Book News

With abortion, there are always Complications

Complications: Abortion’s Impact on Women (deVeber Institute for Bioethics and Social Research, 433 pages, softcover, $29.95). 

We often reduce human sexuality to the individual. We concentrate on personal experience, preference and desire. Which is certainly not irrelevant, but it reduces the abortion debate to a question of individual women making individual choices. 

Doing no justice to Edith Stein

Embracing Edith Stein: Wisdom for Women from St. Teresa Benedicta of the Cross, by Anne Costa (Servant Books, Softcover, 110 pages, $13.99). 

Edith Stein was many things — a Jewish woman from Eastern Europe, a philosopher, an academic, a teacher, a writer, a feminist, a convert to Catholicism, a Carmelite nun, a victim of the Holocaust at Auschwitz, a saint (she was canonized by John Paul II in 1987) and a martyr. Stein was far from a simple person, so it must be said that setting out to write a short compilation (101 pages) of Stein’s thoughts on women and womanhood is a mighty challenge indeed. 

A painful search for love, life after death and a loving divine presence

If bitterness, pain and the F-word are exactly what you do not want to read, then don’t read this book. But if you have ever questioned God or redemption, ever felt unsure of exactly what you believe, then you might take the challenge of riding with Maggie Prentice. She’s the bitter, beyond middle-aged, alcoholic, anti-heroine narrator in The Walking Tanteek. She’s also a compelling, not easily likable character who escapes anguish in all the wrong places.

Rolheiser explores challenges of mid-life

Success, writes Fr. Ron Rolheiser in his new book Sacred Fire, has little to teach us in the second half of life. Where we learn as we mature is through our disappointments, boredom, resentment and frustration.

Archbishop offers a unique 12 steps to recovery

The man behind this book is perhaps just as important as the book’s content. Retired Archbishop Sylvain Lavoie is a northern Canadian bishop and a missionary Oblate priest. He has spent most of his life and ministry working among Canada’s aboriginal people. He has extensive experience and an incredible reputation with those who have struggled with addictions, generational trauma and abuse. He is in demand as a retreat leader, spiritual director and pastoral presence.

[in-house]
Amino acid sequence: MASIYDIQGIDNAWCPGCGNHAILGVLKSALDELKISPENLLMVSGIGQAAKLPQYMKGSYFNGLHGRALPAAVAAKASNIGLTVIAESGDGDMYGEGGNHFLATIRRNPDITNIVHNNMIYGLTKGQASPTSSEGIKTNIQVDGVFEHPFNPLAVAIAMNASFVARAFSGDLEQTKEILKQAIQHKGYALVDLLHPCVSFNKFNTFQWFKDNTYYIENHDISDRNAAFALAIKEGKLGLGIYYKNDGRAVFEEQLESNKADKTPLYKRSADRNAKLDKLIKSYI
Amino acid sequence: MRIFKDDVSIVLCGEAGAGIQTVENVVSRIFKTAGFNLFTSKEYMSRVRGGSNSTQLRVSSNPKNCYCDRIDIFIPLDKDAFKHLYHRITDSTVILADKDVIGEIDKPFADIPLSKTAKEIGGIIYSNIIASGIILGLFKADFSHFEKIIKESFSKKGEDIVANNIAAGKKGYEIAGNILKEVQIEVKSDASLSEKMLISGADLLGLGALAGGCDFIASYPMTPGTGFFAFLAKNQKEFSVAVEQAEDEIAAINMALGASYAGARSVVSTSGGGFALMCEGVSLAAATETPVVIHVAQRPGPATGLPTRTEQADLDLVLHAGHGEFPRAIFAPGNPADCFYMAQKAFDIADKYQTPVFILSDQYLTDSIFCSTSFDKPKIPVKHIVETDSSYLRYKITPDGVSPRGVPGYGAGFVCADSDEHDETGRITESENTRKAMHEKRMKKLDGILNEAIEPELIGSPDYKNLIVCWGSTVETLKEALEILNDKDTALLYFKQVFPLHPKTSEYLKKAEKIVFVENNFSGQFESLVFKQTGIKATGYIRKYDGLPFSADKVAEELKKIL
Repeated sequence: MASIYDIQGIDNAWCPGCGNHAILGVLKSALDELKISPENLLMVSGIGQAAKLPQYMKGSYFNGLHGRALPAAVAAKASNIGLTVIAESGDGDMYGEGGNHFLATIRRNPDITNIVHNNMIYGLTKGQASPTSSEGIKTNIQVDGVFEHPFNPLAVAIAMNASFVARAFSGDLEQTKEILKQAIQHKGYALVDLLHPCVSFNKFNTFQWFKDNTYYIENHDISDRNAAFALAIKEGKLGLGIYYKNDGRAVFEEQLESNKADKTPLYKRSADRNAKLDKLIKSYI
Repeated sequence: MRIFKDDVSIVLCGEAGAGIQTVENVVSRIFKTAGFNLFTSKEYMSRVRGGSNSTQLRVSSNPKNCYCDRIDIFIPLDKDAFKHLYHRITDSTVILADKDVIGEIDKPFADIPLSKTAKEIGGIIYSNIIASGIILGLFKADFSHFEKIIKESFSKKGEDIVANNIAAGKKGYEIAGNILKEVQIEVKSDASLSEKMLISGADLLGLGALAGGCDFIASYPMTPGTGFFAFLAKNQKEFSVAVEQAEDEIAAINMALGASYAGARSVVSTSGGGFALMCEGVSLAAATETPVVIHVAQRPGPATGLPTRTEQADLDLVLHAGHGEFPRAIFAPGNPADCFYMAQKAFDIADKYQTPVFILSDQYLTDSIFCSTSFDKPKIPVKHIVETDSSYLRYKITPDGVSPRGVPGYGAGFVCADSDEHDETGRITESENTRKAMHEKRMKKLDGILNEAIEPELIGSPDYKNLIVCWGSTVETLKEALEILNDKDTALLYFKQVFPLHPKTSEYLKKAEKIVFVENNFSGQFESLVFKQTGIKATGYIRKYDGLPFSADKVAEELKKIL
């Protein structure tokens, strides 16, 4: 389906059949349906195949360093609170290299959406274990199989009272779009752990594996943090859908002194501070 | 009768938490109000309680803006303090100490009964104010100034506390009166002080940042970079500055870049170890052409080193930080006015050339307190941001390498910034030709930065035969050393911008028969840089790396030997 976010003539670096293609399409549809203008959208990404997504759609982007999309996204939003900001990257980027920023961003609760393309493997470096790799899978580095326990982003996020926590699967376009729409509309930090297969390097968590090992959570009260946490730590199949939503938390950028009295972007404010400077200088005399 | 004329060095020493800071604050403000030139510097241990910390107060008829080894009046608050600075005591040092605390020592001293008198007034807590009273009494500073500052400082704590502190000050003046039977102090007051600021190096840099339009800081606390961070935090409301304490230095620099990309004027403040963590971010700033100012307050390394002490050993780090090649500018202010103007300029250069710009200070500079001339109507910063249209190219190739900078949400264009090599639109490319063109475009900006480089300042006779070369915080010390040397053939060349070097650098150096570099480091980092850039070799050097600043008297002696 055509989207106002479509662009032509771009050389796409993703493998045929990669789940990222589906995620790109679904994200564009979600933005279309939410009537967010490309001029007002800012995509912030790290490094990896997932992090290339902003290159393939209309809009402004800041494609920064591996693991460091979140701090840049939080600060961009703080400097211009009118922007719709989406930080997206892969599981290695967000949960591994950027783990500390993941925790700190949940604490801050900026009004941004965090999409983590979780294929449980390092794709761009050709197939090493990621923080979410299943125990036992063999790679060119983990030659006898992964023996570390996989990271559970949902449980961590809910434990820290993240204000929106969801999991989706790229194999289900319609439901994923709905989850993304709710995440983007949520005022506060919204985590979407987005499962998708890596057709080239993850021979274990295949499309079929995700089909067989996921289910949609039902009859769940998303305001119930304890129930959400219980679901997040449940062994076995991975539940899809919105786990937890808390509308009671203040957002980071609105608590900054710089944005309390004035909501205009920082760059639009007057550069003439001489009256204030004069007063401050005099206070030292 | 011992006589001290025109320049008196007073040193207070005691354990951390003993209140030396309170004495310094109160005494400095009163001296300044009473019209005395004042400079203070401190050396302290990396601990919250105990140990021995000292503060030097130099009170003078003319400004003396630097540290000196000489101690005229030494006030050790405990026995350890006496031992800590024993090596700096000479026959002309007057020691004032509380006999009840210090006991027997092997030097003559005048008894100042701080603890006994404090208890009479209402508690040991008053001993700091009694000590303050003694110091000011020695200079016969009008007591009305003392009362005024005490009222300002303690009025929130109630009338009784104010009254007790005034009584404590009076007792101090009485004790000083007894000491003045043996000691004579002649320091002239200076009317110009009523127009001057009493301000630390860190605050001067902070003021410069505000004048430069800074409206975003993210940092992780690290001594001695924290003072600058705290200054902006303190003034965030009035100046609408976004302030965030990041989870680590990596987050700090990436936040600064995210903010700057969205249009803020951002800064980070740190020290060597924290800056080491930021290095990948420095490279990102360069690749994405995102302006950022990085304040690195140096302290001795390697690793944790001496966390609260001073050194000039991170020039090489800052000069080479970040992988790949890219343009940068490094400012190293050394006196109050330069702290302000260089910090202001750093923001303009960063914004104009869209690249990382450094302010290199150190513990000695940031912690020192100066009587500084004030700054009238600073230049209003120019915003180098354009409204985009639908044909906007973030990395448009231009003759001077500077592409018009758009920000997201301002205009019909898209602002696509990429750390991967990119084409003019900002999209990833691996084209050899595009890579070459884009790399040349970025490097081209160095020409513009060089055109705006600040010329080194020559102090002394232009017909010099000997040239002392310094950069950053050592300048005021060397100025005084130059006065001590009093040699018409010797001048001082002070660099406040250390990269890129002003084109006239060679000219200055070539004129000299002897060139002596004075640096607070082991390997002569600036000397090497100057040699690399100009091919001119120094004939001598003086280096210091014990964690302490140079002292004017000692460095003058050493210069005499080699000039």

World is making progress in ending war

Cynicism is tempting because it’s easy. Hope is hard work. At 85 peace activist, retired ambassador to the United Nations, former Progressive Conservative cabinet minister and Senator Douglas Roche refuses to take the easy way.

Church can do much more for human rights

A significant Catholic scholar of the post-Vatican II era is struggling to be heard on a deeply Catholic subject — human rights.

Spirituality at ease with life’s mysteries

Prayer can be carried by the simplest of words. For American author Anne Lamott, those words are help, thanks and wow.

Scarboro Mission priest recounts the days of People Power

TORONTO - When the Filipino revolution happened Fr. Charlie Gervais was there, in the middle, talking to soldiers and rebels, peasants and potentates. History unfolded in his parish, in the prayers and struggles of his people.

Some reading to help bolster the Lenten spirit

If you’re not ready, you can lose track of Lent. After Ash Wednesday slips by, the Thursdays and Fridays of Lent can seem a lot like any other Thursday or Friday.

Papacy, despite its warts, is all good

Behind the anecdotes and centuries-long ups and downs presented here, Mike Aquilina constantly drives home his central point — the papacy never erred theologically.

The Golden Rule: a Magna Carta for God’s kingdom

If there’s any such thing as Christian ethics (and there is), most of us would imagine it might be based on the Golden Rule. But few moral theologians spare more than a passing thought on the crowning lines of the Sermon on the Mount: “In everything do to others as you would have them do to you; for this is the law and the prophets” (Matthew 7:12).

Atheism and the sins of the father

A once-popular book that links atheism with shoddy fathering is getting a second life with a new publisher, thanks, in part, to the rise of non-belief in the United States.

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